The History of Handcross Chapel

The following account has been taken from “The Strict Baptist Chapels of England” by Ralph F. Chambers. The word “Strict” is a shortened form of the word “restricted”; that is, we restrict church membership and the Lord’s supper to those who have been baptised and believe the same things as we do. We are “Particular” Baptists because we believe the doctrines of grace, commonly known as Calvinism.

"Handcross has a small red-brick Strict Baptist chapel standing well back from the main road, and almost hidden by the shops and houses. About the year 1775 the Holy Spirit was at work in this hilltop village, calling out a people for the Lord. After a while these exercised souls began to find one another out, and commenced holding meetings in one cottage or another for prayer and the reading of the Word. They do not appear to have had any minister or teacher, but received their instruction as the Holy Spirit opened their understandings and applied His Word to their awakening hearts. Those were hard and rugged days; people were very poor, consisting mainly of woodmen and farm labourers. Their well-thumbed Bibles were in most cases their only books, and many could not read at all. Yet they spent many precious hours around the Word of God.

Handcross was not then the village that we know to-day, for it was little more than an isolated stop for the daily stage-coach which plied between London and Brighthelmstone. But these anxious seekers after truth decided to arrange some meetings for the purpose of discussing the possibility of forming a New Testament Church. So they gathered on three separate occasions, seeking for the Holy Spirit’s guidance, in order that they might make a right decision in relation to the nature of the church which should be formed.

What saith the scripture? They had not come to form a church of their own conception, nor had they any desire for a mere denominational existence: they wanted to know what the Holy Spirit said upon each question. They were anxious to be constituted a New Testament Church - but what kind of church was that? Was it a sprinkling church, or a church baptizing by immersion? Was it to be a congregational church or one of the presbyterian order? Was it to be an open or mixed communion body, or one confining the communion to members of the church? Each question was considered openly and without prejudice, and after three meetings they arrived at the conclusion that a Particular Baptist Church, observing close communion, was the nearest to the New Testament model. Here was one fixed desire - to have nothing but that which was clearly revealed in the Scriptures of Truth - no party, no denomination, as such, but that which was right in the sight of God.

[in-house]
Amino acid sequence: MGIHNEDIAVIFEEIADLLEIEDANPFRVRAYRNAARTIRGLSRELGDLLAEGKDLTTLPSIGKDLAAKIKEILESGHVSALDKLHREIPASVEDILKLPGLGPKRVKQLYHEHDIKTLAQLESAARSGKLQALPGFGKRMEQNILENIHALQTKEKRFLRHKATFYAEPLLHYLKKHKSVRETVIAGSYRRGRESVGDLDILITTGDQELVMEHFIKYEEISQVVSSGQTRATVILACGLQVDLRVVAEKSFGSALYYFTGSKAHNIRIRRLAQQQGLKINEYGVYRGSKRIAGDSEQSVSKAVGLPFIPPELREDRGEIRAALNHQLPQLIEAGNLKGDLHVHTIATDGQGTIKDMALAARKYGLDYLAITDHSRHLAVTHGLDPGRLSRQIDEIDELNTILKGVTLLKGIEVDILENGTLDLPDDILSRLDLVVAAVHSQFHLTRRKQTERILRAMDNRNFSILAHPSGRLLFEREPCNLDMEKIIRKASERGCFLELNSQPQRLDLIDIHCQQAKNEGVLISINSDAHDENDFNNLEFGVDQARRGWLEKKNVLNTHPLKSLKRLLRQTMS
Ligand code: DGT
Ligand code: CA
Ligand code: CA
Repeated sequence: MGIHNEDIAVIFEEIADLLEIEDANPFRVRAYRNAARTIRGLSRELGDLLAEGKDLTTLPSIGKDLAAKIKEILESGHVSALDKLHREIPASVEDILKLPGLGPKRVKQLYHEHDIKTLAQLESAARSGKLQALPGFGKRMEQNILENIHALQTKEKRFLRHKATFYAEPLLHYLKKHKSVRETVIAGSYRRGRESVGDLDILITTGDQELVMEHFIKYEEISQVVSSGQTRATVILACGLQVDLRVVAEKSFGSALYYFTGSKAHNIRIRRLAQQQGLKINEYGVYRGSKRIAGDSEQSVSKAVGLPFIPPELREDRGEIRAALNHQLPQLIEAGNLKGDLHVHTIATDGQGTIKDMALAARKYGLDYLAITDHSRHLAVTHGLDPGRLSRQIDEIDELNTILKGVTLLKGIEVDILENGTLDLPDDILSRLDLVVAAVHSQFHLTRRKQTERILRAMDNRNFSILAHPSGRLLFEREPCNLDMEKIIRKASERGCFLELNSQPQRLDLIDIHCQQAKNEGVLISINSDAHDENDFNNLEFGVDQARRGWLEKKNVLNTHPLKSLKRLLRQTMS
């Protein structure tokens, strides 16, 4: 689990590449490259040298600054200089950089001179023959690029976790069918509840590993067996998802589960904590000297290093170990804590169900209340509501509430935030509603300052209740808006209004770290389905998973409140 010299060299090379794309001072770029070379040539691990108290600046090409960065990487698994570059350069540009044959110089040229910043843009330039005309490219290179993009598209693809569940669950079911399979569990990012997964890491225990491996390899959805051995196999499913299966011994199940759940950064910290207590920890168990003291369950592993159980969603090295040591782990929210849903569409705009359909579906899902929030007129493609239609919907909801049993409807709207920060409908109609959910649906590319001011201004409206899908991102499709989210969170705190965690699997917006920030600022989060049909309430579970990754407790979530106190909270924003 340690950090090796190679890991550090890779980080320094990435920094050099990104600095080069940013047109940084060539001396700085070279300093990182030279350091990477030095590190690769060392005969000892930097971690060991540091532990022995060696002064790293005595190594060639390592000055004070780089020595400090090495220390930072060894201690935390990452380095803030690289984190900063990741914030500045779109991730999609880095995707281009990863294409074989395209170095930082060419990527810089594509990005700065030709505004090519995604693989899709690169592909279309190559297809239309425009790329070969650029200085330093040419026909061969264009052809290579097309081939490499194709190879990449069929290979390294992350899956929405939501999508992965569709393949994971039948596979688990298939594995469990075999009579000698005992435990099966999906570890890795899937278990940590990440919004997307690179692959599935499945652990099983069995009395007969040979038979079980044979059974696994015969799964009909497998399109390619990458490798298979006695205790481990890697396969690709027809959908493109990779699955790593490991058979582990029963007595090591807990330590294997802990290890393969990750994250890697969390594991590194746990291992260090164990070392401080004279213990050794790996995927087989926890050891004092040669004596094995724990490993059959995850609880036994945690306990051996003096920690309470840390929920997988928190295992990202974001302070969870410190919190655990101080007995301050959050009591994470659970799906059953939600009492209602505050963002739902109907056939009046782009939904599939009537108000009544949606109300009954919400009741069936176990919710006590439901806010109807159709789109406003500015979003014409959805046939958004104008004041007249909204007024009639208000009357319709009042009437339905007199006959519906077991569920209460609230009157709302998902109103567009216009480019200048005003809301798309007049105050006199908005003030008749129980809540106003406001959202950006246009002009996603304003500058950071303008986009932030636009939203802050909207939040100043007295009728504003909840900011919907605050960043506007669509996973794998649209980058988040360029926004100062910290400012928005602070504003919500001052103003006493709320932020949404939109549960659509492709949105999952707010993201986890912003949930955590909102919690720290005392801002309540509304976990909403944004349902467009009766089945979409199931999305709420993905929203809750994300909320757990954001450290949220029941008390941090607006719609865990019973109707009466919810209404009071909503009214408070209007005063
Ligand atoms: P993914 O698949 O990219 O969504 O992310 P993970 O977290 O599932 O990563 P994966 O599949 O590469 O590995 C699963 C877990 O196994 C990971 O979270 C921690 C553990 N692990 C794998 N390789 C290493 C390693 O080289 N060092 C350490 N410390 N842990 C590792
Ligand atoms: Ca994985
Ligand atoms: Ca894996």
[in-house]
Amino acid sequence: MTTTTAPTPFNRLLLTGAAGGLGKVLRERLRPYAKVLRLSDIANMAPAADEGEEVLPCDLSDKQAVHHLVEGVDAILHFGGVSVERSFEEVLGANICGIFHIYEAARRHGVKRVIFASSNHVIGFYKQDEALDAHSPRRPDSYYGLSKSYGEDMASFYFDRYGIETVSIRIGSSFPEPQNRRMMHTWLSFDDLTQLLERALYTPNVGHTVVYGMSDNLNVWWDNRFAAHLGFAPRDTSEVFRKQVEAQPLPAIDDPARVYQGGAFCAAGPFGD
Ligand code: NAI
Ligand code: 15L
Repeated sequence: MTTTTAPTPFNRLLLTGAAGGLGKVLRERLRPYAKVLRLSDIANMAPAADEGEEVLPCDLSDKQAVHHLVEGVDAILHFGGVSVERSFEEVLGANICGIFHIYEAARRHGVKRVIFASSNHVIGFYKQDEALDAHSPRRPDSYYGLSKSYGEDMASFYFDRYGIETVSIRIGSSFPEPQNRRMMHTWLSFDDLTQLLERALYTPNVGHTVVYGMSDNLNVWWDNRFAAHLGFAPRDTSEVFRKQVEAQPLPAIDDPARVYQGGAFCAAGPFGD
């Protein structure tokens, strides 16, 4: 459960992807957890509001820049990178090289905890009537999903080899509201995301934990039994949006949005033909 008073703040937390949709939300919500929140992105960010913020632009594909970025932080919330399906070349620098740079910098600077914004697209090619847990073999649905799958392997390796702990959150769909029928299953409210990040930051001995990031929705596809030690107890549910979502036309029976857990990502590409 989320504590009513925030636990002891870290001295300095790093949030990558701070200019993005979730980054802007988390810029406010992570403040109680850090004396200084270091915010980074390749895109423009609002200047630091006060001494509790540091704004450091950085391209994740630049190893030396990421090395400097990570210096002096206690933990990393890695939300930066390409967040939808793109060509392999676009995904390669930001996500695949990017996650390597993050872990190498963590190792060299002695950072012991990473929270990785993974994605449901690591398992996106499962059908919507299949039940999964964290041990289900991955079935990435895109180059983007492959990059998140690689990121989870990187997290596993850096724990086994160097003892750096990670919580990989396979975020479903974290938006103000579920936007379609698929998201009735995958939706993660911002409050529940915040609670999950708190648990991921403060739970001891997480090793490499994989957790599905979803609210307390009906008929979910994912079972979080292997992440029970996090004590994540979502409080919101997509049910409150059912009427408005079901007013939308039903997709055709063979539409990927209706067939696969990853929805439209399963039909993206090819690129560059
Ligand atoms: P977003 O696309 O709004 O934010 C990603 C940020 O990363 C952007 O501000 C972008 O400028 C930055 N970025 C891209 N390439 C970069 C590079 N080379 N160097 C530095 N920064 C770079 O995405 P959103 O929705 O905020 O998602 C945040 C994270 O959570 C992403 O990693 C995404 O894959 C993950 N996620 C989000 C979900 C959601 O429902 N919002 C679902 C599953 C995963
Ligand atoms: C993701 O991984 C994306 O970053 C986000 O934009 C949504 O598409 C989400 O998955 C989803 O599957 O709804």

As soon as a decision was made, steps were taken to constitute such a church, and in May 1778 it was decided to ask the pastor of the Particular Baptist Church at Sevenoaks and the pastor of the Particular Baptist Church at Wivelsfield to form the community at Handcross into a Particular Baptist Church. This was accomplished in 1780 and Thomas Humphreys, who had been the leader in the course of their enquiries, was chosen as pastor of the church.

The first chapel at Handcross was built in 1782 on the same site as the present building, and was a quaint wood and plaster structure, a drawing of which is hanging in the vestry of the present chapel. Worshippers came from East Grinstead, Dormansland, Edenbridge, Crawley and a score of surrounding villages and hamlets.

After sixteen years of service Thomas Humphreys received a call from the church at Brighthelmstone, and in June, 1796, with the prayerful consent of his people at Handcross, removed to that little fishing town. The next pastor to be chosen was William Fuller, who ministered from 1797 to 1829, a period of thirty two years. During his pastorate a Sunday school was commenced which continued for many years.

By 1885 the old wood and plaster chapel, after over a hundred years of service, was beginning to show its age, and a new building was becoming a necessity. Mr Knight, the pastor of Haywards Heath chapel, was deeply interested in the welfare of the Handcross cause, and in 1887 the Trustees met in his house to consider the matter. Encouraged by a donation of £50, they resolved to proceed with plans for a new building. The work was carried out and completed in 1888. Since that day the cause has led a quiet existence, and generation has succeeded generation in the conduct of the worship of God."